Creeks fed by billabongs and lakes are by far the most productive areas to target and a quick look on Google Earth or a topographical map can help establish where you should be focusing your efforts. Escarpment or spring fed creeks don’t seem to hold the same density of bait as those that form out of deep segmented water bodies.
Bridges and road culverts are great places to take advantage of the first flush and I’ve had some memorable sessions practically casting off the side of the road. Barra will generally sit behind pylons and culverts in the back eddies awaiting baitfish to funnel past. When the water levels are right it is often quite easy to spend a full day simply driving down the highway, stopping at prospective spots along the way for a cast. Just watch out for passing cars and trucks on your back cast.
Spillways and barrages can also offer phenomenal fishing action if you time it right. The key is to be there just as the water starts to flow over and if by chance that coincides with a spring high tide it’s usually game on.
Matching the Hatch
During the first flush barramundi can become totally fixated on specific bait species and point blank refuse to eat anything that doesn’t closely resemble their preferred prey. I have had many frustrating trips where the barra were boofing and rolling all around me and nothing I threw at them even received a look. Whether you reside in WA, QLD or the NT it goes without saying that you should pay particular attention to any visible bait in the area and rustle through your tackle box and attempt to imitate it as best you can.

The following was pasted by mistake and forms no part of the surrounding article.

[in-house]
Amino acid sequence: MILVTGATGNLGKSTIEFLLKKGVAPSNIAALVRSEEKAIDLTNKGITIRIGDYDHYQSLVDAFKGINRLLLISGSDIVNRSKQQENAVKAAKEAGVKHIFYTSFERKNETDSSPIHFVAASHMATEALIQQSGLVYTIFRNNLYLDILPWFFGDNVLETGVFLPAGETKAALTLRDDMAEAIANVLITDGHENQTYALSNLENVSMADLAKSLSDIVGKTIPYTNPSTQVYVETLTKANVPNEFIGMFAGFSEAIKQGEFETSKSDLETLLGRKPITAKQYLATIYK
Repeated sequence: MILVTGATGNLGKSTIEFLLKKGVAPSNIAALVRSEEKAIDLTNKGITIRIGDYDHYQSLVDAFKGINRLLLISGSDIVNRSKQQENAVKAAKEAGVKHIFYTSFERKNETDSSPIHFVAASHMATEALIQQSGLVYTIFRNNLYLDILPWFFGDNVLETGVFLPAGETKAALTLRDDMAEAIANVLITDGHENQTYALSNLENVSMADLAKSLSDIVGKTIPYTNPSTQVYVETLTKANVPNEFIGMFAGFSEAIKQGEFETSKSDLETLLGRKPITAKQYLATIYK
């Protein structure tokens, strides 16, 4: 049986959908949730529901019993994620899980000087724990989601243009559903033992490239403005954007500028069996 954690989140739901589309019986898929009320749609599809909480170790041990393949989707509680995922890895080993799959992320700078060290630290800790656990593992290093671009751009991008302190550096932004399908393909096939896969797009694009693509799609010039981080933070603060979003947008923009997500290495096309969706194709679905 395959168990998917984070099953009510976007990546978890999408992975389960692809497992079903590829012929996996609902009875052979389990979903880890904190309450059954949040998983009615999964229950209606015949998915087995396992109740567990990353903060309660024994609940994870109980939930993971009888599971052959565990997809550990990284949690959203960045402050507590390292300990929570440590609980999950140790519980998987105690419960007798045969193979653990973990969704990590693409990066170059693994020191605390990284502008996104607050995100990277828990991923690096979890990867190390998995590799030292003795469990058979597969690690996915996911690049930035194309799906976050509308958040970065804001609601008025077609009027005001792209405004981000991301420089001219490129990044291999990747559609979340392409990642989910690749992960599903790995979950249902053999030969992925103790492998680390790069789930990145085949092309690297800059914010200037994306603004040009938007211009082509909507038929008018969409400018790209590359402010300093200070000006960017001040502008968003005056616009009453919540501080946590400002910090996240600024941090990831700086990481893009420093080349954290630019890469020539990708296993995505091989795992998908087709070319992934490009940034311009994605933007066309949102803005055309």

Often during the first flush the predominant prey are tiny post larval bait fish species such as bony bream or rainbow fish, which form small schools in the top few centimetres of the water column. It never ceases to amaze me how a metre plus barra capable of inhaling a fish half its size can get its kicks by eating a rainbow fish barely 1cm long. When barra are feeding on these micro baits the only effective lures I have found are small lightly weighted white soft plastics wound slowly across the surface and small hard bodies more akin to what you would use for trout or bream. Fly fishing can also be quite effect at times although more often than not you are fishing in tight fast flowing water which poses a challenge in itself.